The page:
D.C. High School Hires Its First Female Head Football Coach
Filed under: In The News
Natalie Randolph, a 29-year-old science teacher at Coolidge who played five seasons for the D.C. Divas of the Independent Women's Professional League, took a colleague's advice and put her name in the running.
"The first thing is, I love football, no matter whose domain it is. I'm going to do it. If I let people dictate what I do, I wouldn't be where I am," Randolph tells The Washington Post.
Coolidge Principal Thelma Jarrett says school administrators considered the scrutiny that Randolph's hiring would bring both the football program and the school.
"We're ready for that," Jarrett tells the Post. "We need a leader, a role model, a coordinator and an instructor for our young men."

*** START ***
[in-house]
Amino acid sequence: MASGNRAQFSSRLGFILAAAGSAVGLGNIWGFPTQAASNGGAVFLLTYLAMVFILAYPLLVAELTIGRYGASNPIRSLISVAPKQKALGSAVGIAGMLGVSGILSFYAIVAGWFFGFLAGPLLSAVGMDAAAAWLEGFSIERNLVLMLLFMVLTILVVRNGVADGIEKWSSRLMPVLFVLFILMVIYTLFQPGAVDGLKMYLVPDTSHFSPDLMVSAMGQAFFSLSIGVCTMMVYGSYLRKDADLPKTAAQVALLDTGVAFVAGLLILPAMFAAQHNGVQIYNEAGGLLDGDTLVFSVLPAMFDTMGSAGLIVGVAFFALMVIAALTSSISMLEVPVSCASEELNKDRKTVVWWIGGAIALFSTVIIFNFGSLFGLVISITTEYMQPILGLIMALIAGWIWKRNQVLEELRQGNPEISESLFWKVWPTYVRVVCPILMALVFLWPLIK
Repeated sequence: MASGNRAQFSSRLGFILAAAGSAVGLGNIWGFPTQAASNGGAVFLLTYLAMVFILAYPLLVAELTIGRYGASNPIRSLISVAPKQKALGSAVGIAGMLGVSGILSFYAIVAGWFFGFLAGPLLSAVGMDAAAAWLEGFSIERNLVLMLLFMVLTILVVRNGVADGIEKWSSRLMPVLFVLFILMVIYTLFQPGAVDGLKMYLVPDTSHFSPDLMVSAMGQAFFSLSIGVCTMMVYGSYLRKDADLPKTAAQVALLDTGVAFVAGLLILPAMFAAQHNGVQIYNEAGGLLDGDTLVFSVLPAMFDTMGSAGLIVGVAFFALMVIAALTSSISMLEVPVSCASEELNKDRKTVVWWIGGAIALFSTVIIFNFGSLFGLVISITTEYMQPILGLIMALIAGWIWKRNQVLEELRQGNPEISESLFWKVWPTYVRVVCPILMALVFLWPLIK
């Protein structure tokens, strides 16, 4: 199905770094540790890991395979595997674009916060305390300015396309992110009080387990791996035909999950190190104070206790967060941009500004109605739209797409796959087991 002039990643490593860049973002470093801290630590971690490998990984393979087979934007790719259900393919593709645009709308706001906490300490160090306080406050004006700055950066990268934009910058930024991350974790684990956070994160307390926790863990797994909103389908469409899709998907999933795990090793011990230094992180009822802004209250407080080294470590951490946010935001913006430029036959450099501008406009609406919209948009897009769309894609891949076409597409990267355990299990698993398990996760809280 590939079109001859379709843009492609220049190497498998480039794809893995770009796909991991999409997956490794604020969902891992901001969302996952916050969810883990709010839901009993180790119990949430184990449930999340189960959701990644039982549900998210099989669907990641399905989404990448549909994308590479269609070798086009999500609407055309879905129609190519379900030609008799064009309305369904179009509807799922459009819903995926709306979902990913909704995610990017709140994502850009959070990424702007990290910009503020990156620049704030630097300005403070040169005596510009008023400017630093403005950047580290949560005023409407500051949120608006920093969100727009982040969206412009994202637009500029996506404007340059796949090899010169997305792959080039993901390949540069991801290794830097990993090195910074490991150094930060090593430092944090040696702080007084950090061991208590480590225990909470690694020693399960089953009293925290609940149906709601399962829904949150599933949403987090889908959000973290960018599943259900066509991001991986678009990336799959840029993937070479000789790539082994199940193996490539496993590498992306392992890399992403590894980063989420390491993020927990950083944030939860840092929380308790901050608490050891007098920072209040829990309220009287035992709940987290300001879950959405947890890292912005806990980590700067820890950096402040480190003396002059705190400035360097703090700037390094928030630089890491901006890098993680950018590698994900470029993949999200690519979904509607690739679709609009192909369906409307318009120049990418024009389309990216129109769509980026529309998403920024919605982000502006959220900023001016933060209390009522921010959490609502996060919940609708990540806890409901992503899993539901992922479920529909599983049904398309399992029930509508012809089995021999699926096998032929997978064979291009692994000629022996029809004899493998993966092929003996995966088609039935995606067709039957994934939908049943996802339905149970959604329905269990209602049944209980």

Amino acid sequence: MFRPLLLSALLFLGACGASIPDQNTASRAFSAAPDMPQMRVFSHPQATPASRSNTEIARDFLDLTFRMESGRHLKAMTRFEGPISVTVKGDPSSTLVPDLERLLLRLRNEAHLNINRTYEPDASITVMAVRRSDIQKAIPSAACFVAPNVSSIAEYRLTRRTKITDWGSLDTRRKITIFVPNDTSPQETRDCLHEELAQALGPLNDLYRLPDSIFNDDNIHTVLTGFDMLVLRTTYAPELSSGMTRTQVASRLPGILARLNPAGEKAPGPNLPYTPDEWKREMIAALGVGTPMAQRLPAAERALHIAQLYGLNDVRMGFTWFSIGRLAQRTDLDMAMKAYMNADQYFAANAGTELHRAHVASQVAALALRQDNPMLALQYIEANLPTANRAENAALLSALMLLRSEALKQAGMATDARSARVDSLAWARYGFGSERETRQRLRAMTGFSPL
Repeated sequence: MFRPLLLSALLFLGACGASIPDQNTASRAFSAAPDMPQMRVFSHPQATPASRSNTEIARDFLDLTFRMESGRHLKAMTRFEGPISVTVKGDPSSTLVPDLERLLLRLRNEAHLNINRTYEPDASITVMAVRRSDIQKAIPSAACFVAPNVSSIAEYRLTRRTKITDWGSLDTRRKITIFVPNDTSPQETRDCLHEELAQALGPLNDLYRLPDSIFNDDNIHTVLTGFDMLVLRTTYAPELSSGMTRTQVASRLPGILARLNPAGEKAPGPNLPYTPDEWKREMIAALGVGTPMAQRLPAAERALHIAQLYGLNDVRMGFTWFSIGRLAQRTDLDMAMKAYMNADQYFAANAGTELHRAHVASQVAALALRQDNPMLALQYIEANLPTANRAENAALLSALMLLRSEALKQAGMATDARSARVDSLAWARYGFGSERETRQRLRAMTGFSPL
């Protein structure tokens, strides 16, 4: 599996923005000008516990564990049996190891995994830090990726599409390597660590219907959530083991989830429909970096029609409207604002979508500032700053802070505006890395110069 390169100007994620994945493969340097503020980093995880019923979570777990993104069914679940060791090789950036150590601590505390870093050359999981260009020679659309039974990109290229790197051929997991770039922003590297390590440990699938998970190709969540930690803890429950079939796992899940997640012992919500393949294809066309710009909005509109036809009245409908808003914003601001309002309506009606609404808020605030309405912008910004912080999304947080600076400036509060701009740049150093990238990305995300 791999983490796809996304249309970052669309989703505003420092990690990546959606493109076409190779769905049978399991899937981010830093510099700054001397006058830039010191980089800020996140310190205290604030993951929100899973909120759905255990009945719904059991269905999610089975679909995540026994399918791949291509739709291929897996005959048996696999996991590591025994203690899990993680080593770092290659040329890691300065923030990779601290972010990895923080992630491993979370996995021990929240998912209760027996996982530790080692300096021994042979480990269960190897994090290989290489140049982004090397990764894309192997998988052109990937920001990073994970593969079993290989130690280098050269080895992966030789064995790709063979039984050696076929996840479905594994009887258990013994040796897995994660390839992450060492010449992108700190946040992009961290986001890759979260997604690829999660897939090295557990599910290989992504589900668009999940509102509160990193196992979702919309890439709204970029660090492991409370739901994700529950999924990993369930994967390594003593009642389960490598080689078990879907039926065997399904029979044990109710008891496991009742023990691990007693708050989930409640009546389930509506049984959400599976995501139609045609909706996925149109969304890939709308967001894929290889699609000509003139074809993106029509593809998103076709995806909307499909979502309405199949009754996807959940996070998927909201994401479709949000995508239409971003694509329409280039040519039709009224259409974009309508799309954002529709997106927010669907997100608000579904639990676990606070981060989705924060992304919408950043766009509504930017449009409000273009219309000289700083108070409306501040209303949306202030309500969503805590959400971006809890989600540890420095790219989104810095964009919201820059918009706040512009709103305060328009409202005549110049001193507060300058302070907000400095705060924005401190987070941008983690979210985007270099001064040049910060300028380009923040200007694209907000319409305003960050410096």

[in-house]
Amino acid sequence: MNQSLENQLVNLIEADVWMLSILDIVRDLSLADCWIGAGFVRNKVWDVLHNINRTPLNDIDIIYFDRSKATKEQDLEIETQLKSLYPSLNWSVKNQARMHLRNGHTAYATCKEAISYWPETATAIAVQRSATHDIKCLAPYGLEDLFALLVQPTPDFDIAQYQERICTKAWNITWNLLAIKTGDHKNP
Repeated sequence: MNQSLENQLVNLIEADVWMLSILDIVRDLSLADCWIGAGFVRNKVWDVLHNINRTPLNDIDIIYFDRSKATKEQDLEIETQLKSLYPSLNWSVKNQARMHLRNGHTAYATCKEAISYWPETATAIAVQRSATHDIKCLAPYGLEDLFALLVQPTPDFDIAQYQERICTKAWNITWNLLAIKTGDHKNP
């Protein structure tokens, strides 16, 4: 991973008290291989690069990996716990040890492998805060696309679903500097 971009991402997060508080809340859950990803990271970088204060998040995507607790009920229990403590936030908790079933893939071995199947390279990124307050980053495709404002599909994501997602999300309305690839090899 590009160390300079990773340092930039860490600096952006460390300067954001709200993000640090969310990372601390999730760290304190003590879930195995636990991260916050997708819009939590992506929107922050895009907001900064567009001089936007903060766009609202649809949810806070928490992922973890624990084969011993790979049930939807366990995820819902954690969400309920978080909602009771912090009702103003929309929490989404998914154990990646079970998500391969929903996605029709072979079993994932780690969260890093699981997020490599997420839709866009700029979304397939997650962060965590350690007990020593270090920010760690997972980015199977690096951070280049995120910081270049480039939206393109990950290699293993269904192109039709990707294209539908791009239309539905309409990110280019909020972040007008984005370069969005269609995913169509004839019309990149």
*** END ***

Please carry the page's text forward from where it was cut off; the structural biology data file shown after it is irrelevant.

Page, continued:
Despite the fact that she is one of only two female head football coaches in the country -- she joins Debbie Vance, who has coached Lehman High in the Bronx, N.Y., the past two seasons -- Randolph downplays the role that gender plays in her new post.
"While I'm proud to be a part of what this all means, being female has nothing to do with it," Randolph tells the newspaper. Still, at least one player's mom is excited about what a female coach could mean for the team.
"A female coach will be more compassionate, more concerned about the children getting home at a certain time, and not just making it all about football," Zarunda Pratt, whose son, Dayon, is a sophomore wide receiver, tells the Post.
Players seem unfazed by the fact that their new coach is a woman.
"We all have mothers, so that's a coach," player Oluwakemi Bamiro tells the Post. "It's not going to be any different."
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Start by teaching him that it is safe to do so.